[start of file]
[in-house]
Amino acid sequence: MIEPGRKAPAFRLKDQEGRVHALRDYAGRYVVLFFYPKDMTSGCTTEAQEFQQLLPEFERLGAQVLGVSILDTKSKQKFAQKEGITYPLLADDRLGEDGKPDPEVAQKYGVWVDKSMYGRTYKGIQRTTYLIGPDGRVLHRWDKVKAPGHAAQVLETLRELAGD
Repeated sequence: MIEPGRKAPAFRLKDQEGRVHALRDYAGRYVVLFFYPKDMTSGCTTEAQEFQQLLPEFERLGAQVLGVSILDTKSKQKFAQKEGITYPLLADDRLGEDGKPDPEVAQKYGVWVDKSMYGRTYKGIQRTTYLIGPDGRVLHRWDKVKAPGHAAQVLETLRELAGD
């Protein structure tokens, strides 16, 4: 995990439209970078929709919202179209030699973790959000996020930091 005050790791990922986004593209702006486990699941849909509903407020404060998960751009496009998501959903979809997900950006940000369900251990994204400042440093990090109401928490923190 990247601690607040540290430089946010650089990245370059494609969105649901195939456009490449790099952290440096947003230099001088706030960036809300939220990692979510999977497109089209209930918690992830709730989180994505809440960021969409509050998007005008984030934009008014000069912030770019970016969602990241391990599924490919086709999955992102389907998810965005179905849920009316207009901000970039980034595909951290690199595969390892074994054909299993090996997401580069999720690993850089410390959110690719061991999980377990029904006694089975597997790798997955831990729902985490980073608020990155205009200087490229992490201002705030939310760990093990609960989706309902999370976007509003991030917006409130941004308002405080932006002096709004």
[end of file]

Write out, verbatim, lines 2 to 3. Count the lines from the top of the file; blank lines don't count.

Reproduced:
Amino acid sequence: MIEPGRKAPAFRLKDQEGRVHALRDYAGRYVVLFFYPKDMTSGCTTEAQEFQQLLPEFERLGAQVLGVSILDTKSKQKFAQKEGITYPLLADDRLGEDGKPDPEVAQKYGVWVDKSMYGRTYKGIQRTTYLIGPDGRVLHRWDKVKAPGHAAQVLETLRELAGD
Repeated sequence: MIEPGRKAPAFRLKDQEGRVHALRDYAGRYVVLFFYPKDMTSGCTTEAQEFQQLLPEFERLGAQVLGVSILDTKSKQKFAQKEGITYPLLADDRLGEDGKPDPEVAQKYGVWVDKSMYGRTYKGIQRTTYLIGPDGRVLHRWDKVKAPGHAAQVLETLRELAGD